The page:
Ontario Extends $10/Day Child Care Enrollment Deadline for More Operators to Apply

Ontario is extending the deadline for child care operators to apply for the $10-a-day program and standardizing the process in a bid to get more providers to sign up.

The Canadian Press obtained a letter sent today to municipalities informing them that the deadline will be extended from September 1 to November 1 to allow operators more time to make decisions and ensure more parents can see the savings.

Many child care operators, particularly for-profit ones, have said they want to sign up for reimbursement to parents, but are unsure about the implications for their business and have expressed concern that each municipality has a different process.

Ontario is now telling municipalities that they must share an example of a standard agreement with all licensed operators in their region by August 29.

A senior government source says operators who have already opted out will be able to reconsider their decision in light of the changes and opt out if they wish.

The province also says in the letter that municipalities and operators must execute an agreement within 30 calendar days of request, rather than 60, and then provide refunds to parents within 20 calendar days of request. receipt of funding by the child care center.

The government says that despite the extended deadline, parents will still see savings of an average of 50 percent by December 31, as originally planned.

Just a few weeks before September, acceptance varies widely between municipalities, and in some, particularly smaller areas, all or nearly all operators apply, while in other regions less than half of operators apply until the moment.

In Toronto, the largest region, 587 of a total of 1,042 licensed child care centers have applied to participate, and 32 have opted out, although the percentage of for-profit operators that have applied is much lower than the of those who are not. -Profits.

About a third of eligible for-profit centers have already applied, compared to two-thirds of nonprofits. There are 19 for-profit centers that have decided to opt out and 13 non-profit organizations that have opted out.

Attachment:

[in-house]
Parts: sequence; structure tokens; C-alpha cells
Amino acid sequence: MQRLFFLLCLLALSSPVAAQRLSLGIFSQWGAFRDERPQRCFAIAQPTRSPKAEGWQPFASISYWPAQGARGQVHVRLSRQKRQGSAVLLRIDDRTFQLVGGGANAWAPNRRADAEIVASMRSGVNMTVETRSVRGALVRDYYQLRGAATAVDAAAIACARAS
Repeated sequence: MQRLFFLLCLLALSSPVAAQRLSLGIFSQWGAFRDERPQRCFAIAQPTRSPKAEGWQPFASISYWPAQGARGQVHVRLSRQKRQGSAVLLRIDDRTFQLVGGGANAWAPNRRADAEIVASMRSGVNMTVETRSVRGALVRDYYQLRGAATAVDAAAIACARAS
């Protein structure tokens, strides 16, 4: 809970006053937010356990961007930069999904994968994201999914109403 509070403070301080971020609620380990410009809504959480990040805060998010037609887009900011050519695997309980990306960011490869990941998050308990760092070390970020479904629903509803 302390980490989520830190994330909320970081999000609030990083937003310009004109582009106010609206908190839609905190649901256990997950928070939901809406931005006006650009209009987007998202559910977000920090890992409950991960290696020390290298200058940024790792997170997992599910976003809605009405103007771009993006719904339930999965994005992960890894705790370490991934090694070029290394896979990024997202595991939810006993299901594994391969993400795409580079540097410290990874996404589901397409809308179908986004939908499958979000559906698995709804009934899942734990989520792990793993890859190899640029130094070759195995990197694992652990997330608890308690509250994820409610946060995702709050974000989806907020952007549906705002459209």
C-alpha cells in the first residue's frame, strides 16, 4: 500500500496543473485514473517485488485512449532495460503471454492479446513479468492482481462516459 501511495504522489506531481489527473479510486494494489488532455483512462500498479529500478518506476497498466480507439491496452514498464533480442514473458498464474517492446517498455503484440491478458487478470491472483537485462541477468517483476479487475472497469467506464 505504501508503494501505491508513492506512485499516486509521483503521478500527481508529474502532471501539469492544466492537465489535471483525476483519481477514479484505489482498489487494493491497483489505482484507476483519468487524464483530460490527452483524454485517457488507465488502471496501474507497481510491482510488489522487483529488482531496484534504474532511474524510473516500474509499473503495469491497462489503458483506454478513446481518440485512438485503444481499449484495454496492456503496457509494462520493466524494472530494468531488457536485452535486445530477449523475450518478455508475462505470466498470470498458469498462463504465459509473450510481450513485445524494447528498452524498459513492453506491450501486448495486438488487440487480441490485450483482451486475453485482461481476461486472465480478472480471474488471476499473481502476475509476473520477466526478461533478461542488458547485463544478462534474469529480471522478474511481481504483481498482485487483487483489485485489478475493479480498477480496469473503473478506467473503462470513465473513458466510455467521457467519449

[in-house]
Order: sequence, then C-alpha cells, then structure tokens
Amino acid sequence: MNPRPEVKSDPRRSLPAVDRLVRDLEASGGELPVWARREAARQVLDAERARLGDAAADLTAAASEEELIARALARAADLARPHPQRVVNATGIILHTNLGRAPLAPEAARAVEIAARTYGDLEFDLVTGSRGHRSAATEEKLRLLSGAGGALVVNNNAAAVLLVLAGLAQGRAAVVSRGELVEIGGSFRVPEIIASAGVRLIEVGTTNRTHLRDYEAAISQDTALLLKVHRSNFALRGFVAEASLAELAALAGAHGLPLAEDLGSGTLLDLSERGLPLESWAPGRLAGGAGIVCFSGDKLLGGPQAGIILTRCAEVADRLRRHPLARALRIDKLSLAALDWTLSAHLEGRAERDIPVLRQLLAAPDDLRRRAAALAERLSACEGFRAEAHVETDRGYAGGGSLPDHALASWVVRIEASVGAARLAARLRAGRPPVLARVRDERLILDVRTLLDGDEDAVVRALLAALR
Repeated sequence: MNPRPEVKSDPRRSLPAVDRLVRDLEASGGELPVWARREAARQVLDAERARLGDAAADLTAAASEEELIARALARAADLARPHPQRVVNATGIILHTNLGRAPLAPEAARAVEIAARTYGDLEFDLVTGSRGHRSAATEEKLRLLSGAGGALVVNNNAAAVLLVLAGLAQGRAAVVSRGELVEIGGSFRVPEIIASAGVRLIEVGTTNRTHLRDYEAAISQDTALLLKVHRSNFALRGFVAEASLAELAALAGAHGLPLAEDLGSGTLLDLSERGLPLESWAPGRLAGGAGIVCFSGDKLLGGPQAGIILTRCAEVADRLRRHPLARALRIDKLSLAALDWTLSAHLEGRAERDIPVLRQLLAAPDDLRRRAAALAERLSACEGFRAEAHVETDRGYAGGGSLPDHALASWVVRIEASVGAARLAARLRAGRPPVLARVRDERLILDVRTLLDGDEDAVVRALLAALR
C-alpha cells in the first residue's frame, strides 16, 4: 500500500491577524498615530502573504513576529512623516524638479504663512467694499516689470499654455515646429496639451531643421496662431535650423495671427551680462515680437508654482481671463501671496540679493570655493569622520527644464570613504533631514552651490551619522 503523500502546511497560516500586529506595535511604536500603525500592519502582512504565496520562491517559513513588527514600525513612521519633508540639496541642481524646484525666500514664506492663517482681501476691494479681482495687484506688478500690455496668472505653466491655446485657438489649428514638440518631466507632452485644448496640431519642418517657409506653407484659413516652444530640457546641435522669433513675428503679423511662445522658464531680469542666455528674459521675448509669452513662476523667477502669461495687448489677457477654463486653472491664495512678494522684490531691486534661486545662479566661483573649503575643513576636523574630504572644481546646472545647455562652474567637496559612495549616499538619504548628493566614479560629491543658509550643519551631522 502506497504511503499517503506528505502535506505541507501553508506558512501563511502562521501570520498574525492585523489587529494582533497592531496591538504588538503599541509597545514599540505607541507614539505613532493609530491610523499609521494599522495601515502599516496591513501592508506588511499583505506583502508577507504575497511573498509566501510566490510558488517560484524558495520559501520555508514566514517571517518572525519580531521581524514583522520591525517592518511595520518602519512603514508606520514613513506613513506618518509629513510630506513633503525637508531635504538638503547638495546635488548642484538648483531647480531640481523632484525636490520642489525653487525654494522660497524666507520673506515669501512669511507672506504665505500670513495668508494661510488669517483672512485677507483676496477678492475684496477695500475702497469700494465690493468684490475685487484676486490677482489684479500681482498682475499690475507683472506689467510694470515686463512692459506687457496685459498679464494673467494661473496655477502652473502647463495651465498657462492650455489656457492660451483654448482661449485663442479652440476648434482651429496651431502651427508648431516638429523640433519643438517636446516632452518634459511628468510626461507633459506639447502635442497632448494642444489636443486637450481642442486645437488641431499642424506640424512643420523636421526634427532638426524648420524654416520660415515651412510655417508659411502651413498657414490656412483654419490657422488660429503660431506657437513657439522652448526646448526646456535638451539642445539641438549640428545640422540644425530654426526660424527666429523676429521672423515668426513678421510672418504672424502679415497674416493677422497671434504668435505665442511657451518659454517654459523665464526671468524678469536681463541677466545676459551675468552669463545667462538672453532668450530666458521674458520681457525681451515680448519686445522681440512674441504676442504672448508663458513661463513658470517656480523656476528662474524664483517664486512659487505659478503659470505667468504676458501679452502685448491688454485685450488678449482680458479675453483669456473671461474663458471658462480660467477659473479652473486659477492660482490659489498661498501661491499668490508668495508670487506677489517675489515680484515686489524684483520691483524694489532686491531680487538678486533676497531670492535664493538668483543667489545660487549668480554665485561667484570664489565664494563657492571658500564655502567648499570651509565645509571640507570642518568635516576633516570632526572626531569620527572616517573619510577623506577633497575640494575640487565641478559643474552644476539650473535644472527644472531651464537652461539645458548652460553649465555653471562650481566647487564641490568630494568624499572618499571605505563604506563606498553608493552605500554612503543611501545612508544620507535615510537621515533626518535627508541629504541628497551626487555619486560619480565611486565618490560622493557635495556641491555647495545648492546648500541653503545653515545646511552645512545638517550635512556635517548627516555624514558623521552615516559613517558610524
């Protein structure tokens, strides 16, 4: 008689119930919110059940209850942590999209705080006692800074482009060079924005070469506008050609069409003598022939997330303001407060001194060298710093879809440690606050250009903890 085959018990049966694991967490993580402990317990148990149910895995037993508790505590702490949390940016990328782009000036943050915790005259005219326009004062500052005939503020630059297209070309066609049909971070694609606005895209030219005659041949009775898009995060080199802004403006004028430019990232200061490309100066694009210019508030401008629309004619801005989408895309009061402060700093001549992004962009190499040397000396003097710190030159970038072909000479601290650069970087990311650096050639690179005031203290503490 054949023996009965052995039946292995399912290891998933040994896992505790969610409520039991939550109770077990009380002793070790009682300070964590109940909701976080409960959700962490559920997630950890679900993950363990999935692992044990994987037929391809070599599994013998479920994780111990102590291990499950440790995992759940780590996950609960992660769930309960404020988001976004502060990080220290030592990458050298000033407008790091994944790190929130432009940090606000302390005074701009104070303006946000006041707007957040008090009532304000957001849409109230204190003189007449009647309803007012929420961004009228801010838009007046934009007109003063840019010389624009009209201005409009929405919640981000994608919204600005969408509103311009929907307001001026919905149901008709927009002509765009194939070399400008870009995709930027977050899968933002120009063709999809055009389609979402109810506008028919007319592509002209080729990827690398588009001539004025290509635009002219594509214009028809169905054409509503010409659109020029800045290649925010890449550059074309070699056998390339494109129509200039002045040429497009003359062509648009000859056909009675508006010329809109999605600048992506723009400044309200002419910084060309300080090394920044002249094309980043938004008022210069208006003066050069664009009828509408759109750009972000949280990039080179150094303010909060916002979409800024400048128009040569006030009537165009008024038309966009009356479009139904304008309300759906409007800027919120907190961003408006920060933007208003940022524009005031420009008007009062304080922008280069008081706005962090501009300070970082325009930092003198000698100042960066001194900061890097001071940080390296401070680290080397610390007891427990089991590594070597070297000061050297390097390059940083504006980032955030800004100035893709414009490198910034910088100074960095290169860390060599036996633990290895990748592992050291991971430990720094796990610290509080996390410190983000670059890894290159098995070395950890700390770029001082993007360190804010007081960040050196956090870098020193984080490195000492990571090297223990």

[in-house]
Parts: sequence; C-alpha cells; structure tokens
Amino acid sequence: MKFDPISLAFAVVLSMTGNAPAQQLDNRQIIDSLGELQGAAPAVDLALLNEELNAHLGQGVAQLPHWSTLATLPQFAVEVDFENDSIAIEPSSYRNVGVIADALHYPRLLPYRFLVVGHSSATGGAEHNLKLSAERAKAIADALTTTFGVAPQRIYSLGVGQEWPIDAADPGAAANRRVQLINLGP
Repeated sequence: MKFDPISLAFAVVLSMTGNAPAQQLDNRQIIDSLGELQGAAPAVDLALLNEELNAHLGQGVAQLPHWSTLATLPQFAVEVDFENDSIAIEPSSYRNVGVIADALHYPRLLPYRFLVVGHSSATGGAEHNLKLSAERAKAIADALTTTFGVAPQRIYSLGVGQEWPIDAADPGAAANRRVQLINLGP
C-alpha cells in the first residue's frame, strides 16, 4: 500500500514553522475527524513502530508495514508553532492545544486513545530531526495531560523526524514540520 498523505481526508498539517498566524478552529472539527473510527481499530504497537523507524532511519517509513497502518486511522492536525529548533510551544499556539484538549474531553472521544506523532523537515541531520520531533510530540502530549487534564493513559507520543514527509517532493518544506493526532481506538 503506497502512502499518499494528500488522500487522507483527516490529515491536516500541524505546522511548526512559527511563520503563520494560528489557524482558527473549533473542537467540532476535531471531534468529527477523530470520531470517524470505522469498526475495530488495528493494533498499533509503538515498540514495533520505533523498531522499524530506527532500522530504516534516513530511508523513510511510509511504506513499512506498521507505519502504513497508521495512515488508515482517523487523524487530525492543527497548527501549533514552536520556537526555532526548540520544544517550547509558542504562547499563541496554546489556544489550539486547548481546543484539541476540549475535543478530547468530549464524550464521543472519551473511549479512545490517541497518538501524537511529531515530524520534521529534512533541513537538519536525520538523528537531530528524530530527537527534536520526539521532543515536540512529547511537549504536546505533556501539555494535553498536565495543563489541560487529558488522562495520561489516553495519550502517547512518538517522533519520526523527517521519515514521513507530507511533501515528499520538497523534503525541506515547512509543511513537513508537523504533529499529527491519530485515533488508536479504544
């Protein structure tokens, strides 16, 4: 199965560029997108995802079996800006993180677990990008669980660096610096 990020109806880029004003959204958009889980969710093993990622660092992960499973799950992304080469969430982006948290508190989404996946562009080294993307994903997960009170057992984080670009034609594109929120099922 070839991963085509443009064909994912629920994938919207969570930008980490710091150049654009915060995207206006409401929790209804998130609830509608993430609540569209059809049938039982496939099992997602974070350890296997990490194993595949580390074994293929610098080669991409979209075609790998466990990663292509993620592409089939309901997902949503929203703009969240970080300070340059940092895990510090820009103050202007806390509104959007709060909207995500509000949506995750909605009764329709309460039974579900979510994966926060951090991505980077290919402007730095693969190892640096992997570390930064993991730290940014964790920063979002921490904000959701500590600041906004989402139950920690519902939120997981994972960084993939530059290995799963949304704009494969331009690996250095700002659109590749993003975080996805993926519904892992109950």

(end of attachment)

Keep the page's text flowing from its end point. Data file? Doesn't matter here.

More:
York Region has received 240 subscription requests from its 557 providers, although it has seen a higher percentage of for-profit than non-profit adoption. Ten have chosen not to participate.

In Dufferin County, out of 13 operators, one opted in and the other opted out.

Meanwhile, in municipalities like Manitoulin-Sudbury and Kawartha Lakes, all carriers have either applied or indicated they will, and in Thunder Bay, 18 of 21 carriers have applied or said they will.

In the Peel region, west of Toronto, most operators have expressed interest in joining the program, but some have complained about the process, which asks them to submit an “expression of interest” before getting details.

Implementation of the program in Ontario has been different from other provinces in part because child care is funded through municipalities, rather than directly by the province, experts say. Some child care advocates have raised concerns that municipalities appeared to negotiate agreements on a center-by-center basis, rather than having a standard set of terms.

This report from The Canadian Press was first published on August 16, 2022.

This is breaking news. More to come.

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